Texas schools could miss out on $800-M in education funding
Released by the United States Senators John Cornyn and Kay Bailey Hutchison:
WASHINGTON – United States Senators John Cornyn and Kay Bailey Hutchison released the following statement today regarding the FAA Reauthorization Act:
"Texas school children deserve better than this. The Doggett amendment, which was supported by every member of the Texas Democratic delegation, will treat Texas differently than every other state in the union and deprive our schools of $830 million in federal education funding. Texas Democrats in the House of Representatives must take corrective action on this next week. If they don't, they are authorizing an unelected bureaucrat in the Obama administration to spend Texas tax dollars on schools in other states like California and New York. Texas children shouldn't have their education shortchanged because of petty partisan politics and we hope our Democratic colleagues share that sentiment," said Cornyn.
"It is unfortunate that the House of Representatives would pass an amendment that discriminates against a single state, Texas, and could undermine the education of our students. I voted against this penalizing language in the Senate, and I urge the House to correct the provision that unfairly targets Texas schools and students," said Hutchison.
Just before the July recess, the House attached $10 billion for an "Education Jobs Fund" to the defense supplemental. The provision was stripped from the supplemental, but was included in a Reid-Murray motion, which passed the Senate on August 5.
During the House debate over the defense supplemental, Rep. Lloyd Doggett added language to limit Texas's ability to access the $10 billion in education funds.
The Doggett amendment requires the Texas Governor to certify that the state will maintain the FY11 proportion of education funding in the state budget for two subsequent fiscal years. No other state is required to make this certification for the three years total.
Furthermore, the Texas Legislation Budget Board has noted that since only the Texas Legislature can make appropriations, one legislature cannot bind a future legislature. Thus, the requirement that the Governor assure that a future legislature commit to spend funds in accordance with the amendment would violate the Texas Constitution even if the Governor had such authority.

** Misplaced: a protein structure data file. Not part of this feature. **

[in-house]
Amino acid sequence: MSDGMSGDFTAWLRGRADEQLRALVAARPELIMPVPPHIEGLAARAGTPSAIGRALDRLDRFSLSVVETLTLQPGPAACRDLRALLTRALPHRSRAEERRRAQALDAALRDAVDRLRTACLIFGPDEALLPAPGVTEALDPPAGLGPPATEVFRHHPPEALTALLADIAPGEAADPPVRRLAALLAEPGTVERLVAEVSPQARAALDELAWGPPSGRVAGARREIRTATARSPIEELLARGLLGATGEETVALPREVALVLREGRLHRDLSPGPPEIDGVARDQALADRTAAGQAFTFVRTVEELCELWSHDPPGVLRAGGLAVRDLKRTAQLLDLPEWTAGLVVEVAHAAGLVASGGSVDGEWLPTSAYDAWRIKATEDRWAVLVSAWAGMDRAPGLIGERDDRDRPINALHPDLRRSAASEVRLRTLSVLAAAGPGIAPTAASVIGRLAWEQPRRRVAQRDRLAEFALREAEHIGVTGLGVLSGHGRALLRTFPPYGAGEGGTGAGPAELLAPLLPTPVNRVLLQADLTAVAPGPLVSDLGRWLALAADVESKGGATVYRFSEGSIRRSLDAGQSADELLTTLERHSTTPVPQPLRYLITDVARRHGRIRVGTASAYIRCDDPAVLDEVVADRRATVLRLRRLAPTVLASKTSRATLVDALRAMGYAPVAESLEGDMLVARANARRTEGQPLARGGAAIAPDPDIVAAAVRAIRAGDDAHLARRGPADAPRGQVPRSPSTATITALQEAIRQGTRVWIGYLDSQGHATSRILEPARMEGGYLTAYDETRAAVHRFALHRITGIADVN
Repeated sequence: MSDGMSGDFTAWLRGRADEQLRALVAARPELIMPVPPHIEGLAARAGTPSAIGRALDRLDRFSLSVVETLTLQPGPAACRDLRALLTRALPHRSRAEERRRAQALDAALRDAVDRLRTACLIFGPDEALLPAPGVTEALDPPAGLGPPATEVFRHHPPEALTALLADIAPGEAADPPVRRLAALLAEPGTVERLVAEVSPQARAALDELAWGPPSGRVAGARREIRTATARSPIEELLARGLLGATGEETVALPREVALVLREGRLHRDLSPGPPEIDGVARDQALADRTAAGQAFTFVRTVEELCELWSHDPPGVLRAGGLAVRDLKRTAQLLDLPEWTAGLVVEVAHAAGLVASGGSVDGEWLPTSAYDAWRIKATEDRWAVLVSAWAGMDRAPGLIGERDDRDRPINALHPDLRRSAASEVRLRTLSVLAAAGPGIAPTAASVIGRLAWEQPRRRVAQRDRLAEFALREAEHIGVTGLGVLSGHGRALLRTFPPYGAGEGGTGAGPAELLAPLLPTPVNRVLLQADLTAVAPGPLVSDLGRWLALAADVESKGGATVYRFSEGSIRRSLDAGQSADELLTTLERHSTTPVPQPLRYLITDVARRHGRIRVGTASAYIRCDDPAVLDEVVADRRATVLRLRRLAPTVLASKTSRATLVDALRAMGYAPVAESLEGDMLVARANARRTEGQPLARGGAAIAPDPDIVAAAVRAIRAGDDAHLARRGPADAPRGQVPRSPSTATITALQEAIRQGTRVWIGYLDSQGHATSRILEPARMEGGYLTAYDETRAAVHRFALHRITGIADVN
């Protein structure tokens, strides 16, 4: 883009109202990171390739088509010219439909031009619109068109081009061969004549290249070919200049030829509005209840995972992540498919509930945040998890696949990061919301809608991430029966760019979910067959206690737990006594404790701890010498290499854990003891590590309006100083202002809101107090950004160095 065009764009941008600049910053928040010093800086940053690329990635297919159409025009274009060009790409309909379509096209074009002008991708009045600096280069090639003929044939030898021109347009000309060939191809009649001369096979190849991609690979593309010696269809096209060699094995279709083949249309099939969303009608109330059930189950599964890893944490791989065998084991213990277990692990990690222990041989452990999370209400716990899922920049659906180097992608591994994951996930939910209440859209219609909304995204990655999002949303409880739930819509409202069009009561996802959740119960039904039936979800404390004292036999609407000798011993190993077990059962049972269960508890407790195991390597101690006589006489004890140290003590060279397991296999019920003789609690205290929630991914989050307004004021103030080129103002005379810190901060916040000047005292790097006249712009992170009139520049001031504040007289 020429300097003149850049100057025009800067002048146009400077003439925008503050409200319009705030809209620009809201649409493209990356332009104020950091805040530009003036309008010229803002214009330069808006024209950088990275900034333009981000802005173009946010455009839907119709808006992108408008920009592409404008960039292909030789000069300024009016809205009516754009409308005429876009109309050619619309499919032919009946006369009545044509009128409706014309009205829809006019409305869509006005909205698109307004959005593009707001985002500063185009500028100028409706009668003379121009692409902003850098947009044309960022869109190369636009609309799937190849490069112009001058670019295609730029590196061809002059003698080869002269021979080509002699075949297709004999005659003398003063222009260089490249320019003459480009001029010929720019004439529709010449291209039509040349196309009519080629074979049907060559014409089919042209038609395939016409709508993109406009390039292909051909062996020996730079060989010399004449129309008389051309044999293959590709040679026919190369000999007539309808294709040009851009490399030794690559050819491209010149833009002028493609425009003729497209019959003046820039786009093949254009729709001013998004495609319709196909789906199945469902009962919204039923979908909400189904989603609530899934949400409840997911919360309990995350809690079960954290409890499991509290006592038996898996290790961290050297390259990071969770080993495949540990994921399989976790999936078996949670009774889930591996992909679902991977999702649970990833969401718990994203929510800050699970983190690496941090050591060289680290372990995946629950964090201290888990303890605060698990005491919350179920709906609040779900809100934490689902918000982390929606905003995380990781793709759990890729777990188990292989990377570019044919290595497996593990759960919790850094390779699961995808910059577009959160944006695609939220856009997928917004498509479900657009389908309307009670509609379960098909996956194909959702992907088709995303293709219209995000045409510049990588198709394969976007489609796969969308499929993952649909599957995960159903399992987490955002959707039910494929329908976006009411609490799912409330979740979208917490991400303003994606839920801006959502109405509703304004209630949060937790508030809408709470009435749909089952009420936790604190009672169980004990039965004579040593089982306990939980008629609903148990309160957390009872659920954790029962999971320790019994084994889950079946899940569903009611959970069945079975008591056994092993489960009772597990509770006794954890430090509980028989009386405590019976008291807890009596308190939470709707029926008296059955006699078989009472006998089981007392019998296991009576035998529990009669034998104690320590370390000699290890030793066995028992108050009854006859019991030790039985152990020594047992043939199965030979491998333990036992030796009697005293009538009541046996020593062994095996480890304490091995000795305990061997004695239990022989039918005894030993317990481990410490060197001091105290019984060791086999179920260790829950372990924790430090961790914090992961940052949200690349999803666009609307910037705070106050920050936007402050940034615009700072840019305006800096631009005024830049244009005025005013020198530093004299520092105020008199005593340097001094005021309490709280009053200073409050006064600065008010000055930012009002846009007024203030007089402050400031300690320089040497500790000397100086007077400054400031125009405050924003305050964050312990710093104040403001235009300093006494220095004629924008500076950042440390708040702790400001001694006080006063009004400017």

If the bill is enacted, Texas might not be eligible to receive any of the funds because the Governor does not have the authority to commit the Texas legislature to any specific appropriation amount. Estimates of the Texas share of the $10 billion range from $800 million to over $830 million.
The Doggett provision essentially creates an additional $830 million slush fund for the Secretary of Education.
Text of Doggett Amendment
(11) ADDITIONAL REQUIREMENTS FOR THE STATE OF TEXAS.—The following requirements shall apply to the State of Texas:
(A) Notwithstanding paragraph (3)(B), funds used to support elementary and secondary education shall be distributed based on local educational agencies' relative shares of funds under part A of title I of the Elementary and Secondary Education Act of 1965 (20 U.S.C. 6311 et seq.) for the most recent fiscal year which data are available. Funds distributed pursuant to this paragraph shall be used to supplement and not supplant State formula funding that is distributed on a similar basis to part A of title I of the Elementary and Secondary Education Act of 1965 (20 U.S.C. 6311et seq.).
(B) The Secretary shall not allocate funds to the State of Texas under paragraph (1) unless the Governor of the State provides an assurance to the Secretary that the State will for fiscal years 2011, 2012, and 2013 maintain State support for elementary and secondary education at a percentage of the total revenues available to the State that is equal to or greater than the percentage provided for such purpose for fiscal year 2011 prior to the enactment of this Act.
(C) Notwithstanding paragraph (8), no distribution shall be made to the State of Texas or local education agencies therein unless the Governor of Texas makes an assurance to the Secretary that the requirements in paragraphs (11)(A) and (11)(B) will be met, notwithstanding the lack of an application from the Governor of Texas.
Legislative Budget Board comments
"…the amendment was drafted in such way that Texas would not be eligible to receive any of the funds because the Governor does not have the authority to commit the Texas legislature to any specific appropriation amount. The amendment has a second problem. One legislature cannot bind a future legislature. Thus, the requirement that the Governor assure that a future legislature commit to spend funds in accordance with the amendment would violate the Texas Constitution even if the Governor had such authority.
If those problems were addressed, the funds would have to be distribute through the Title I formula instead of state funding formulas. This would result in 852 school districts receiving considerable less funding. We estimated what Texas' share of the $10B would be and performed runs to determine how specific districts were impacted. We have attached this information in an effort to answer your questions. This information is also sorted by congressional district for your convenience."
Senator Cornyn serves on the Finance, Judiciary, Agriculture and Budget Committees. He serves as the top Republican on the Judiciary Committee's Immigration, Refugees and Border Security subcommittee. He served previously as Texas Attorney General, Texas Supreme Court Justice, and Bexar County District Judge.
Monday, May 20 2013 9:11 AM EDT2013-05-20 13:11:23 GMT
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